Work Life

Work obviously constitutes an important part of life at Oxford. Perhaps the biggest difference between university and school is the extent to which most work is carried out autonomously. Oxford expects students to initiate their own learning. For humanities and social sciences, this usually means attending lectures, seminars, classes and extensive independent reading, leading to the completion of an essay, translation, or other piece of written work. For scientists, there may be more direct teaching, with lectures and labs forming a greater part of the course, but progress will then be demonstrated through independently completed problem sheets or essays. Students must be able to motivate themselves to complete the work and establish their own working patterns so as to ensure work is completed on time.

This flexibility allows students to fit in other activities around their academic work but you should continue to work regularly as opposed to leaving all work until the last minute.

Humanities and Social Sciences

For Humanities and Social Sciences you will be set an essay title, given a reading list and a date by which to complete the task. In most subjects this is a weekly essay and in many you will complete an essay for a different paper every two weeks in addition. The tutorial will then be a discussion based upon the essay you have completed between yourself, the tutor and possibly 1 or 2 other students. Lectures are also a valuable resource in providing a general understanding of the entire topic since essays may be narrowly focused on specific questions.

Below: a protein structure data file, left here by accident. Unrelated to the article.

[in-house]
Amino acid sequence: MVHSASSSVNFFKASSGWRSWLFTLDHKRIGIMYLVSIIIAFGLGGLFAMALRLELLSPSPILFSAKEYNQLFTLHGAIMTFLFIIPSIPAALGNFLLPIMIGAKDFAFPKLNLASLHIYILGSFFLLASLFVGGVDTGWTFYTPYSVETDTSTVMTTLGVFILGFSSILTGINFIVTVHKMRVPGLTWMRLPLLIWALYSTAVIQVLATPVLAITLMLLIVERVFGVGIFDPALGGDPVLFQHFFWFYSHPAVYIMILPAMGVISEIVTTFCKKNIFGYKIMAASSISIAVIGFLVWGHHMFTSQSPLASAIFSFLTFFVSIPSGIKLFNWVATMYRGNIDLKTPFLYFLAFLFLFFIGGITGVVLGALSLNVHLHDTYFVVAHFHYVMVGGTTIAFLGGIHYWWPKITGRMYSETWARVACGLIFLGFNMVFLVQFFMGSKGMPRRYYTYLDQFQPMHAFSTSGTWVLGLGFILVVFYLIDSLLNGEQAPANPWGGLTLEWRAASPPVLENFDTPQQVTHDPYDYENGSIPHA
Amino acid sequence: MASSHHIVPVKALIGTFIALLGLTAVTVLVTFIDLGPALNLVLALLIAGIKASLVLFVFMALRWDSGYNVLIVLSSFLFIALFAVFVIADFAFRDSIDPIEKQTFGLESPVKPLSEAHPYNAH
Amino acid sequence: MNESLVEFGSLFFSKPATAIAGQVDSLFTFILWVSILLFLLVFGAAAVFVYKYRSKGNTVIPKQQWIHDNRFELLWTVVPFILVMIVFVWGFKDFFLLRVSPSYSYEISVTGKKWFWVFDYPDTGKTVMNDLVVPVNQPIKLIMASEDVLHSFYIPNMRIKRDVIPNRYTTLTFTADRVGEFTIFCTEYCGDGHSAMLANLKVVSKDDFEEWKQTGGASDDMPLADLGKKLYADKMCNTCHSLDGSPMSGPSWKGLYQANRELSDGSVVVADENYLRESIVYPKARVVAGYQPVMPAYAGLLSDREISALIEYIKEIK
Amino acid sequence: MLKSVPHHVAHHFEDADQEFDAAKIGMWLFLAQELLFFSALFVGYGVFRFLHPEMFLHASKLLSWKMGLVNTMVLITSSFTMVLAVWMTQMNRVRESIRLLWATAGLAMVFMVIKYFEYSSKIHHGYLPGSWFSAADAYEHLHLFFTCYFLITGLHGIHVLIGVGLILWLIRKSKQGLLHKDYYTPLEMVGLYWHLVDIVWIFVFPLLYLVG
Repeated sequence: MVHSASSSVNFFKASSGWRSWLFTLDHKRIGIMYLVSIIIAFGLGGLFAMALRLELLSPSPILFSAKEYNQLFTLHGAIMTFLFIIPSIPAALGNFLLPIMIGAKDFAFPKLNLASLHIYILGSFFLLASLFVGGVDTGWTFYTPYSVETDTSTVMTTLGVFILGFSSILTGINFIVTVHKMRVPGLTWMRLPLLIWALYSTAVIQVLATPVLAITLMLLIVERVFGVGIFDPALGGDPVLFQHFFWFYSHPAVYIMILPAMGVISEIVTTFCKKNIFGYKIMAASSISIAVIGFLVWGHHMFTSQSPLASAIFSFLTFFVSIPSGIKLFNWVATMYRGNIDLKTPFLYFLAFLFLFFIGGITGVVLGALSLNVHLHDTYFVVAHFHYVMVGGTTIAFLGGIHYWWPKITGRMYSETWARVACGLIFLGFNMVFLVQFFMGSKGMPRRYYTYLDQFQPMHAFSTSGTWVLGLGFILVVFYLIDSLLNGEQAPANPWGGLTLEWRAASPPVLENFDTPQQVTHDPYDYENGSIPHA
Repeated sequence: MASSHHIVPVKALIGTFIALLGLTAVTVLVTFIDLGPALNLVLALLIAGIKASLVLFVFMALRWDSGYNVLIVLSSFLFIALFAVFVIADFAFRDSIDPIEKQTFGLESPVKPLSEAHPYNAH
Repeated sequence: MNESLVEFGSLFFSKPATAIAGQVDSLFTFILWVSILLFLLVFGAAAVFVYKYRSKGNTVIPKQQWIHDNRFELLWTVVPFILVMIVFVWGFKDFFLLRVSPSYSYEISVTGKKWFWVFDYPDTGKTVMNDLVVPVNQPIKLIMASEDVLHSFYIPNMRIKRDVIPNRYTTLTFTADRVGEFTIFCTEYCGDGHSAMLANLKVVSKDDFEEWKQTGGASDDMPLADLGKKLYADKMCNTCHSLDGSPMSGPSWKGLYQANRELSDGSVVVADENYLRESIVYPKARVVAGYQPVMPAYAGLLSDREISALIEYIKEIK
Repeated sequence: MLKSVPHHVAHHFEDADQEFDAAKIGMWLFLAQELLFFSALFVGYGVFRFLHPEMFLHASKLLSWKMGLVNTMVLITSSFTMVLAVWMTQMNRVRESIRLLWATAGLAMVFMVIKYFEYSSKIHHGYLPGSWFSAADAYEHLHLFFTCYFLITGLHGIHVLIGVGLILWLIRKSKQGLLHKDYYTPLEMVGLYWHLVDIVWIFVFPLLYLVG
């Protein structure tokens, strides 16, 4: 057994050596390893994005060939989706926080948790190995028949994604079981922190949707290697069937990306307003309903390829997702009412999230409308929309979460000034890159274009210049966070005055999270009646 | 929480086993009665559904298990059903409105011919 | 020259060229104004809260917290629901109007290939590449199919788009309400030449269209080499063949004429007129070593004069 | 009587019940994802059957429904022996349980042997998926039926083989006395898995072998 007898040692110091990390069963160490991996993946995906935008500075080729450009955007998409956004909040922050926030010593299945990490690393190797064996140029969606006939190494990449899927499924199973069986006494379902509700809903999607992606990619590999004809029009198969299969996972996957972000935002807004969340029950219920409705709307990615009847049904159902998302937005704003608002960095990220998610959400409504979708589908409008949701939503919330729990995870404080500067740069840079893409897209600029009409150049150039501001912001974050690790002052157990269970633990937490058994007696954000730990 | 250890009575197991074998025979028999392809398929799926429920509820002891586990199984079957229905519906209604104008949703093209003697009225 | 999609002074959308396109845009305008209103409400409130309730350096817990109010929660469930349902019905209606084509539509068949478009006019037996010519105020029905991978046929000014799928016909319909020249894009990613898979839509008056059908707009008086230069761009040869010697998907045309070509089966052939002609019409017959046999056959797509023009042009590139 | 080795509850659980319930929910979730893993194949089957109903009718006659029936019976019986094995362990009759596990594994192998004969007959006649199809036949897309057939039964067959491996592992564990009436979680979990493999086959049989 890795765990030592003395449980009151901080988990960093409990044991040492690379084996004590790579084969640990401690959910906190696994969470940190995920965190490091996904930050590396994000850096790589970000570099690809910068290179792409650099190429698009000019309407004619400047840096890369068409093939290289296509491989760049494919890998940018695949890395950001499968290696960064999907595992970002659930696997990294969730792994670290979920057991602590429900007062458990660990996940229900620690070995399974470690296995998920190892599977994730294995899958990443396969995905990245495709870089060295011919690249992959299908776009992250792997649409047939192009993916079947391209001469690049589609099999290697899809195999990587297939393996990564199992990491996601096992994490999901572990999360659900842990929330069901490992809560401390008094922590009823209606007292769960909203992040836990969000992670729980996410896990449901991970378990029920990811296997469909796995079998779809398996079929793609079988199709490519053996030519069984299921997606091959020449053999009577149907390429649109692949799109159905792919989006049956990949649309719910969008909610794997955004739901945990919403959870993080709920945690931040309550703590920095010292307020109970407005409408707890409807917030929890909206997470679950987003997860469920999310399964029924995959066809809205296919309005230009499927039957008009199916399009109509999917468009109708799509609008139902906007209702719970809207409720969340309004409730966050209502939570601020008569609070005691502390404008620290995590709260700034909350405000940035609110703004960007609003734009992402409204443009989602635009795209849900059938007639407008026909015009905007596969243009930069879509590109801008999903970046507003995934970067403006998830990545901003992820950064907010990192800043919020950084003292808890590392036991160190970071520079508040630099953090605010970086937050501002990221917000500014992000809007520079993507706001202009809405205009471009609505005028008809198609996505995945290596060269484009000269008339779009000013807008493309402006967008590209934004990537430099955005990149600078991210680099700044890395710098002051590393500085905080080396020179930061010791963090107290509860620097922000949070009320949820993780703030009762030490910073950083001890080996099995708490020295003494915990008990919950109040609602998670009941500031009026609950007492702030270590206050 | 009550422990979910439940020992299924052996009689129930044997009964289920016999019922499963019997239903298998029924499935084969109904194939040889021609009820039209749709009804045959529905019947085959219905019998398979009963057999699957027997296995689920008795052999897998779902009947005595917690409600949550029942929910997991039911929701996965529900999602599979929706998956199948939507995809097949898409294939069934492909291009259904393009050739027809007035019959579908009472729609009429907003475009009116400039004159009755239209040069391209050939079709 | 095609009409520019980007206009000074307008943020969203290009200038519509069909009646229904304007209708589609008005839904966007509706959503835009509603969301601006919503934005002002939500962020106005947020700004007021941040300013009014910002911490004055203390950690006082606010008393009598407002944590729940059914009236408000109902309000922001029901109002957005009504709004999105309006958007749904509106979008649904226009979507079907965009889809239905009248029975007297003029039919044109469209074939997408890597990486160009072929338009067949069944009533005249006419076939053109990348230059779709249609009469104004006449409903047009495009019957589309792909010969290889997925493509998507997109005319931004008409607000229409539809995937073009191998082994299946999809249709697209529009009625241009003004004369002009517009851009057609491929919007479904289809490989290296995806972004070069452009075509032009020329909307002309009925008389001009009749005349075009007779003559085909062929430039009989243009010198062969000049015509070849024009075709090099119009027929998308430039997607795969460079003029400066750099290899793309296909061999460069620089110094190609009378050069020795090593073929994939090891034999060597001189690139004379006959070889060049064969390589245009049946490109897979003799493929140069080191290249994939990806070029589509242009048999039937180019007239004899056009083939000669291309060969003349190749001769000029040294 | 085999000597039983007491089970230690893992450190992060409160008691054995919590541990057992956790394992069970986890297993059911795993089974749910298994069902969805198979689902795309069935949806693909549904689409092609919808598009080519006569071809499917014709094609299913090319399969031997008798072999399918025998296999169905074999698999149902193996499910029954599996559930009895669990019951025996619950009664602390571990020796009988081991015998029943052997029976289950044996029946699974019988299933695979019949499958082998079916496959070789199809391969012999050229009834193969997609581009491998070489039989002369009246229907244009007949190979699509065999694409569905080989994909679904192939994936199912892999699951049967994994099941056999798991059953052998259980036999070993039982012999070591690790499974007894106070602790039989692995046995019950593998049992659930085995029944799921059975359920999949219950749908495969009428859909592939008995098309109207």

Linguists will additionally be set translation and grammar exercises for regular language classes. This normally also includes a weekly list of vocabulary to learn and help improve proficiency in the language. Language skills cannot be crammed the night before and require regular revision so as to improve.


Scientists will be set regular problem sheets. It is tempting to leave them until the last minute because there is a clear amount of work to complete; however, you should allow plenty of time for struggling with new concepts and revisiting difficult questions. You should approach problem sheets methodically. Try to deal with them systematically as they arise, rather than allowing the workload to build up to an unbearable level, and then having to rush through them. Mathematical skills are easily lost if not regularly practiced, so you should attempt to keep up a regular rhythm of work, and shouldn't wait too long between tuition and attempting the problems set.


Many science degrees at Oxford have a practical component, which often forms part of the assessment scheme. The practicals are usually carried out in the University science faculty laboratories, and so are generally referred to as 'labs'. Labs are often undertaken with another student, and you will need to ensure that you have a good working relationship. You should also carefully consult manuals and course handbooks, and take advantage of the availability of your supervisor. Be sure that you plan your practical work in advance, so that you know what to expect. In some cases you will need to reserve space or equipment in advance, so make sure you are aware of the procedures.

Further Information

More in depth and subject specific information regarding work can be found in your Fresher's pack. In addition, your second year subject reps are a great resource for providing first hand advice on how to approach academic tasks. Please see the Subject Reps section to see exactly what they can do for you. The key is to try not to be overwhelmed, work life may initially be difficult to adapt to but you will get the hang of it. There are numerous resources (and people!) at your disposal to provide advice and assistance throughout the academic year.

Source: 'Keble College Academic Peer Support Resource Pack'